Summary of Industrial Convergence, Globalization, and the Persistence of the North-South Divide by Arrighi, G,. Silver, J, B,. and Brewer, D, B,. (2003)

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Arrighi,G,. Silver,J,B,. and Brewer,D,B,. 2003. Industrial Convergence, Globalization, and the Persistence of the North-South Divide. Studies in Comparative International Development. p.3-31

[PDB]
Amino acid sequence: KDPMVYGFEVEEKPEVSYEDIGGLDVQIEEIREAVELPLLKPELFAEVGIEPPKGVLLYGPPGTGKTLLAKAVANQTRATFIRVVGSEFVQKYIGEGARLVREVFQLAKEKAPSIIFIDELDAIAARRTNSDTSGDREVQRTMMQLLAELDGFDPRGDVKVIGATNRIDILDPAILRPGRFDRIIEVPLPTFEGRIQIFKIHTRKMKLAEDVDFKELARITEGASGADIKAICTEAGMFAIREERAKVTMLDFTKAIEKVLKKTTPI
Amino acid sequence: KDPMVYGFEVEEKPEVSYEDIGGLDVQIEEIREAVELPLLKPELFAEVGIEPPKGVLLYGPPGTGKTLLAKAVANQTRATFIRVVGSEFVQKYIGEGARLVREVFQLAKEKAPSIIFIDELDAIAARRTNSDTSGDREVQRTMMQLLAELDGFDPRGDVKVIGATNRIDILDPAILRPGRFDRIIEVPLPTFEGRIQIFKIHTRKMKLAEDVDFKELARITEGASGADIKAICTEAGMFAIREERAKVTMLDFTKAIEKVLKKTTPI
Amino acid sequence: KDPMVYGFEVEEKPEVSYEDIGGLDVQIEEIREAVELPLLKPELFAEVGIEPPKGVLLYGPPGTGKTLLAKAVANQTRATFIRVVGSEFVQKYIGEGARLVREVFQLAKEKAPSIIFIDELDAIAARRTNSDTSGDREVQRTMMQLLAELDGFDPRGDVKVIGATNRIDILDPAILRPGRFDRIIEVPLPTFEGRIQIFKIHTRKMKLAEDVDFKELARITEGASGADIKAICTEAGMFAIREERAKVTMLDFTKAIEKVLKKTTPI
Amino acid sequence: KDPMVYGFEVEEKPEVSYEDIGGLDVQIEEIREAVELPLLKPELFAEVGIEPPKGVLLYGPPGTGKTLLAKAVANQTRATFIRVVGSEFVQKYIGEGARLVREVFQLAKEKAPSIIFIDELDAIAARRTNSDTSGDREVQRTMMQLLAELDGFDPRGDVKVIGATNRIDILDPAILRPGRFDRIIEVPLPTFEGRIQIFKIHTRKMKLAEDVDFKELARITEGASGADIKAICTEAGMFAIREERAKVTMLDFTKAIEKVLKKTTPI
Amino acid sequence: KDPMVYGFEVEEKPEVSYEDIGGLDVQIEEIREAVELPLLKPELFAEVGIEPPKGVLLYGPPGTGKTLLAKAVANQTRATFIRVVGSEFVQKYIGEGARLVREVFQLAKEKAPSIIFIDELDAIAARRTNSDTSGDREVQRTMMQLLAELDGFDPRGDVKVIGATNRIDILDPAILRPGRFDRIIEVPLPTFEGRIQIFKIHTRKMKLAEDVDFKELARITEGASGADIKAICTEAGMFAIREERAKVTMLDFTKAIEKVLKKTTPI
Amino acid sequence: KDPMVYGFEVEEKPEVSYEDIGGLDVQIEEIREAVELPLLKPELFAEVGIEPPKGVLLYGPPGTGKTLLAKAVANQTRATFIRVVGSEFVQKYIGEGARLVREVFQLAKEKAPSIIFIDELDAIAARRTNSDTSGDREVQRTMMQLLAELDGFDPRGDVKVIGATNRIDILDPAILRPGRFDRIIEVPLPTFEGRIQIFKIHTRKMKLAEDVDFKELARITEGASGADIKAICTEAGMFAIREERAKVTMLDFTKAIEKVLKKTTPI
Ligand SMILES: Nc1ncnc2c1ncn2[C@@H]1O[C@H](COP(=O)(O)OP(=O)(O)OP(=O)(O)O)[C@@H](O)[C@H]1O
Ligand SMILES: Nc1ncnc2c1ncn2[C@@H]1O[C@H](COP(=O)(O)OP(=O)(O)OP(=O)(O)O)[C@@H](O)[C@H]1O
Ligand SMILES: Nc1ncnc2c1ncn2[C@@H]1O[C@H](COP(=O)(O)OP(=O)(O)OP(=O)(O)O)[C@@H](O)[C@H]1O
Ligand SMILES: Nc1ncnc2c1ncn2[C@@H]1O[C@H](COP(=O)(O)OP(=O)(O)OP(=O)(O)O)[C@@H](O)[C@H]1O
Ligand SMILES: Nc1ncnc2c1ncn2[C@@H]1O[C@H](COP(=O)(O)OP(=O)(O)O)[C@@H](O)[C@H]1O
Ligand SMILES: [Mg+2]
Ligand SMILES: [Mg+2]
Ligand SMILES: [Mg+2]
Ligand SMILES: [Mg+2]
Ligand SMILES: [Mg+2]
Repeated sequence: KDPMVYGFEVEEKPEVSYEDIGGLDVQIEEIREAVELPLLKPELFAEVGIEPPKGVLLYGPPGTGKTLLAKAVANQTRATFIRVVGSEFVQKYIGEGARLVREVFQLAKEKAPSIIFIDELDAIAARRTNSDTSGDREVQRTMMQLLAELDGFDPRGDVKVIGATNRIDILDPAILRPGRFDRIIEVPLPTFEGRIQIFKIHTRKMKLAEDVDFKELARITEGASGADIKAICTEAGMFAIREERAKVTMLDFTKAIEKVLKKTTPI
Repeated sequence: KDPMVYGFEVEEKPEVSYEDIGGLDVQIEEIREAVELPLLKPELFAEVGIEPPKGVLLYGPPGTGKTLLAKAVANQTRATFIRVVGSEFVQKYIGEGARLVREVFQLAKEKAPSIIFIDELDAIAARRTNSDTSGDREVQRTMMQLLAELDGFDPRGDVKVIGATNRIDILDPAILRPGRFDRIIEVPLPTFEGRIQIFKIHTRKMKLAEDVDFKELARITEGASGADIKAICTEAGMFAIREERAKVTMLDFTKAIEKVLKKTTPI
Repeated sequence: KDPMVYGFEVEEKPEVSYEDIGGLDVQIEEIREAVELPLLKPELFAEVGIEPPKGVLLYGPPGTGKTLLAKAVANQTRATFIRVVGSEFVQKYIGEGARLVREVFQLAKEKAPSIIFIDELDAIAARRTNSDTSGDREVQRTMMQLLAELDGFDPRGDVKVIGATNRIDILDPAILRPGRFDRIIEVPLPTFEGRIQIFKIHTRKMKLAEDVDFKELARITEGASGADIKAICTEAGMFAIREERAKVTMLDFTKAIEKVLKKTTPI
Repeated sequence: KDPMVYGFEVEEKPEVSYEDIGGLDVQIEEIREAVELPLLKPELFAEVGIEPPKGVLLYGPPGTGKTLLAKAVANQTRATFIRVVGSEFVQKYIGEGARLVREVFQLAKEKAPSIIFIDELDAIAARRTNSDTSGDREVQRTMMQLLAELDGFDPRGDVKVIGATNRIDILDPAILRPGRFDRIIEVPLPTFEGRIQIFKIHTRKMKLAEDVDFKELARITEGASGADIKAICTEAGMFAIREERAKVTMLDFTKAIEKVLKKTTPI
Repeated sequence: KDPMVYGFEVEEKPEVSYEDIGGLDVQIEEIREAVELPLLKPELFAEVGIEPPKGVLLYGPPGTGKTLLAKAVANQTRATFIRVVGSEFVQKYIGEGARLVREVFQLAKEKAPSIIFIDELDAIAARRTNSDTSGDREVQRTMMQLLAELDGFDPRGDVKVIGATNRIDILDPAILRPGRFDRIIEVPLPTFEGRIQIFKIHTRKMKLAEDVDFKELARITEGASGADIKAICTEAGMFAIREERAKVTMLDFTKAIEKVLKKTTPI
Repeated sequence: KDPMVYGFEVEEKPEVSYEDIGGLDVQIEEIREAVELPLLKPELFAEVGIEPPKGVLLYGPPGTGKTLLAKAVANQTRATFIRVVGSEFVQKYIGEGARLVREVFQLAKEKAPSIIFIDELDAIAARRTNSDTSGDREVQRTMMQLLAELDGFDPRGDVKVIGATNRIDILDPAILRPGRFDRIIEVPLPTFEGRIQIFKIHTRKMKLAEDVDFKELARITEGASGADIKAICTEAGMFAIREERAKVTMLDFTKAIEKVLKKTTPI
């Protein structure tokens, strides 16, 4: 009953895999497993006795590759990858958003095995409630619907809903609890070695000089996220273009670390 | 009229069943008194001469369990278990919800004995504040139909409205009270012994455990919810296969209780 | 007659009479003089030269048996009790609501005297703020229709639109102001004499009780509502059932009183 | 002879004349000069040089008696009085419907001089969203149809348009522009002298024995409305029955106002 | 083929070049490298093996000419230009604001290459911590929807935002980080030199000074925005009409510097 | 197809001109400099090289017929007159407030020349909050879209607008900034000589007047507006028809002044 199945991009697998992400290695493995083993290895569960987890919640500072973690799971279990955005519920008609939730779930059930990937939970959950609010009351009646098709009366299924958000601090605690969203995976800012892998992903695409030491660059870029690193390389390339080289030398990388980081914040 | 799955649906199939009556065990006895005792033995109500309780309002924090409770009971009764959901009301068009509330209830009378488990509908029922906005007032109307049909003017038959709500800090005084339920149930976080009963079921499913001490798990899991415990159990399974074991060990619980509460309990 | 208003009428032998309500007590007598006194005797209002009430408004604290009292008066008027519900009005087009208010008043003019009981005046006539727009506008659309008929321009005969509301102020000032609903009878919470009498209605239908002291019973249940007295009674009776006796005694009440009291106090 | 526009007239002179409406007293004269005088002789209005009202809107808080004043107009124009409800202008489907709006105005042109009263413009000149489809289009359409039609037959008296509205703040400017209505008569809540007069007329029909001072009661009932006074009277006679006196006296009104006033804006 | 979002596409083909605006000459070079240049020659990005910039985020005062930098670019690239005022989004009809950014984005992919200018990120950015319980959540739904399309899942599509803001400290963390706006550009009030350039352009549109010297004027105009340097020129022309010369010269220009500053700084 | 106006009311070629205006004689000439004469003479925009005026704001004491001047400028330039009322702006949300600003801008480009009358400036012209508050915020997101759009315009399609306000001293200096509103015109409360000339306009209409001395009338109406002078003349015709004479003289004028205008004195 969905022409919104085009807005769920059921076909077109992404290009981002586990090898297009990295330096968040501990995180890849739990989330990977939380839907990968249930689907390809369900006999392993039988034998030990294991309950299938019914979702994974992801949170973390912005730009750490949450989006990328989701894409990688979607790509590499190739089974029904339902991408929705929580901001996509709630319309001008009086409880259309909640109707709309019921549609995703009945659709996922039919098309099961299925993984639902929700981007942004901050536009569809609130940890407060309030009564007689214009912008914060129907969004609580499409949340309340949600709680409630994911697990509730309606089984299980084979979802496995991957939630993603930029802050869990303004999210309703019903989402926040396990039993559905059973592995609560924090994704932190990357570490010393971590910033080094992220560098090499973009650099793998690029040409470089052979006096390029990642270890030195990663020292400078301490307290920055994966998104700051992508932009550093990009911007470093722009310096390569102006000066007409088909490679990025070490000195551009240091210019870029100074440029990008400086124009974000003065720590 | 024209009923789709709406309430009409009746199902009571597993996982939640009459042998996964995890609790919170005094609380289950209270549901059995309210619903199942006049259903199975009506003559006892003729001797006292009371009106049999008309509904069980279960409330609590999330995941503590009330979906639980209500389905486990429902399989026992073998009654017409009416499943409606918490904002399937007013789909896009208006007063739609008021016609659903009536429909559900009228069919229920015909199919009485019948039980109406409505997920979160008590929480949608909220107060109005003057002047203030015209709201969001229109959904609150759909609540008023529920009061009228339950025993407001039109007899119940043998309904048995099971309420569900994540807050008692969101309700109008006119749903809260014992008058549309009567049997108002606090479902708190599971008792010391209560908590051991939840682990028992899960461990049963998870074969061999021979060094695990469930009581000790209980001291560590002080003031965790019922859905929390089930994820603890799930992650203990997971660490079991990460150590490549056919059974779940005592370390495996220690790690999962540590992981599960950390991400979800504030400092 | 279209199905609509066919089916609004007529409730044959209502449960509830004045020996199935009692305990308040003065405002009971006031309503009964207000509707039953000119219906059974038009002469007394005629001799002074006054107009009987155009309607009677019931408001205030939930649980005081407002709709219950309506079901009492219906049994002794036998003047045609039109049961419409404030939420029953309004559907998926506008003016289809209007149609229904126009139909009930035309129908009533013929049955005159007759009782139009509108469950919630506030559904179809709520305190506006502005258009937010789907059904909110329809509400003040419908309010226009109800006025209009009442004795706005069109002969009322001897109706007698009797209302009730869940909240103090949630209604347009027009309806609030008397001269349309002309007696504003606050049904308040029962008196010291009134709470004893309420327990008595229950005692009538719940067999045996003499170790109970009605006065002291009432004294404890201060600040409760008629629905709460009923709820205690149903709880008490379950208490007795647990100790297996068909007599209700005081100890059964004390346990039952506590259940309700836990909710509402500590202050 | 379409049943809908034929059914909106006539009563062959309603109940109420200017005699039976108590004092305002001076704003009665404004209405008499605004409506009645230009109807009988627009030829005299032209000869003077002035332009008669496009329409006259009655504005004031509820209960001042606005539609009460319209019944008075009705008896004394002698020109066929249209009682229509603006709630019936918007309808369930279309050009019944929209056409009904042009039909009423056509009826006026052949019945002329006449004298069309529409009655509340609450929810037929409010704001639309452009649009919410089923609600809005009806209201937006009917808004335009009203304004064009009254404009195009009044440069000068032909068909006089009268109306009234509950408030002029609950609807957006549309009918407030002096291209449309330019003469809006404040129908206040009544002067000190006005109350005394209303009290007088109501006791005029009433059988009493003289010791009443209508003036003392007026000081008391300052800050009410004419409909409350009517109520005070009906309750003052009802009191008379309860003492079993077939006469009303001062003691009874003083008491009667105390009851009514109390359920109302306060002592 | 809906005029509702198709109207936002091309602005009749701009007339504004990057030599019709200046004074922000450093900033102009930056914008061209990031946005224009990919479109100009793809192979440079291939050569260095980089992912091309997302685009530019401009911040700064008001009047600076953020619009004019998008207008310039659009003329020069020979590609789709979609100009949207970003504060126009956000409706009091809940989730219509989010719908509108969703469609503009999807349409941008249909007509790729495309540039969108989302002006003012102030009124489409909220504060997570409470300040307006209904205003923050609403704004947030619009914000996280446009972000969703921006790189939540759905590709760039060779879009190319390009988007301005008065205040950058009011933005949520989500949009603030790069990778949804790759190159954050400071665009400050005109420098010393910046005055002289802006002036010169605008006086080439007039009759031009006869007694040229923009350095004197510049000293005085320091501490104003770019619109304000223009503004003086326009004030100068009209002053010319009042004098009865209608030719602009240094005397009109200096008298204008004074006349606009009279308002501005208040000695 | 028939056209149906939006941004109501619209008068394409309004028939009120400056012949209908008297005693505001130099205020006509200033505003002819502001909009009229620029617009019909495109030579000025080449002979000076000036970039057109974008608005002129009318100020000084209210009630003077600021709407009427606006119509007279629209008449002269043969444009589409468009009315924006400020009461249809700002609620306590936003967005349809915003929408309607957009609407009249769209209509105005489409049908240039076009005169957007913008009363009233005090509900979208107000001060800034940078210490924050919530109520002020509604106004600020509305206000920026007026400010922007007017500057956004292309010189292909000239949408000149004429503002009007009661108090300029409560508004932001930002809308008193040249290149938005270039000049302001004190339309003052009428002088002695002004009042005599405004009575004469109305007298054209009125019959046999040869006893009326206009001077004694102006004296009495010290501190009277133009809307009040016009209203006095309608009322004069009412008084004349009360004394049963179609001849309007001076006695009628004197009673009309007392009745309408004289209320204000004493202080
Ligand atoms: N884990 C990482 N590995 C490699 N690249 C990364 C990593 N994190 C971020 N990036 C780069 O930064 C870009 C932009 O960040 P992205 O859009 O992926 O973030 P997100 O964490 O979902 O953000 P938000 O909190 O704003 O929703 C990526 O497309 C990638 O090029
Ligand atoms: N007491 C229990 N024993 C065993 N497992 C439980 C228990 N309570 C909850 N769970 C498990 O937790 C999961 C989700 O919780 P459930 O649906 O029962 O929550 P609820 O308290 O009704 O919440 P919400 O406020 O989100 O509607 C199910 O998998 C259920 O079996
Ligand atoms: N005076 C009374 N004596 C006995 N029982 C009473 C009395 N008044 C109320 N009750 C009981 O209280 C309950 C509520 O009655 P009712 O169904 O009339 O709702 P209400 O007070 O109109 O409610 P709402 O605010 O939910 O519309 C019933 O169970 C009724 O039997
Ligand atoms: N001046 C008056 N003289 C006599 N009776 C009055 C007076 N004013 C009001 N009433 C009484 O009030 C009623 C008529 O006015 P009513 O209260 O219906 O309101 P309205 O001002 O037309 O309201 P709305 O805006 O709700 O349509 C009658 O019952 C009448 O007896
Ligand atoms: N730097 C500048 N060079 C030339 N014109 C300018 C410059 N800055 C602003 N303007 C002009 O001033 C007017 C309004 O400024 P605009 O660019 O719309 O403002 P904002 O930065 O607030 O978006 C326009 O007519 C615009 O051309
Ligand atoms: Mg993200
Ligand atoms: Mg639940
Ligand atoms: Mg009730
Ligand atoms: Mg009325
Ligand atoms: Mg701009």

Through the use of descriptive and comparative analysis, the authors intend on demonstrating that the convergence of the industrialization gap was not accompanied by a convergence in the income levels gap between former First World and Third World countries. Thus, the North-South divide still exists. Through economic models, the persistence of the North-South income divide is explained. Simultaneously, the authors discuss the development project and globalization project and how the shifts occurred. Additionally, the reproduction of the North-South divide is discussed. The paper is concluded with a highlight on the factors destabilizing the new illusio and the long-term future of the Northern-dominated hierarchy of wealth. The paper is separated into four subsections. In the first subsection titled World Income Inequality, Development and “Globalization”, the authors examine the theoretical framework of the paper. Firstly, the authors discuss income inequality between countries and highlight that debates on world income inequality do not completely address the persistence or non-persistence of the North-South divide issue. Thus, the paper addresses this. The authors state that in theory, the North-South divide could decline in significance even if extreme inter-country income inequality persisted. They further state that this would be the case if inter-country inequality was accompanied by switches within the distribution of income between former Third World countries and former First World countries. Furthermore, the authors suggest that unequal income distribution is characterized by less long-term upward/downward mobility of countries from Third world to First World and vice-versa. This can reflect a hierarchy of wealth. Previous research showed that...
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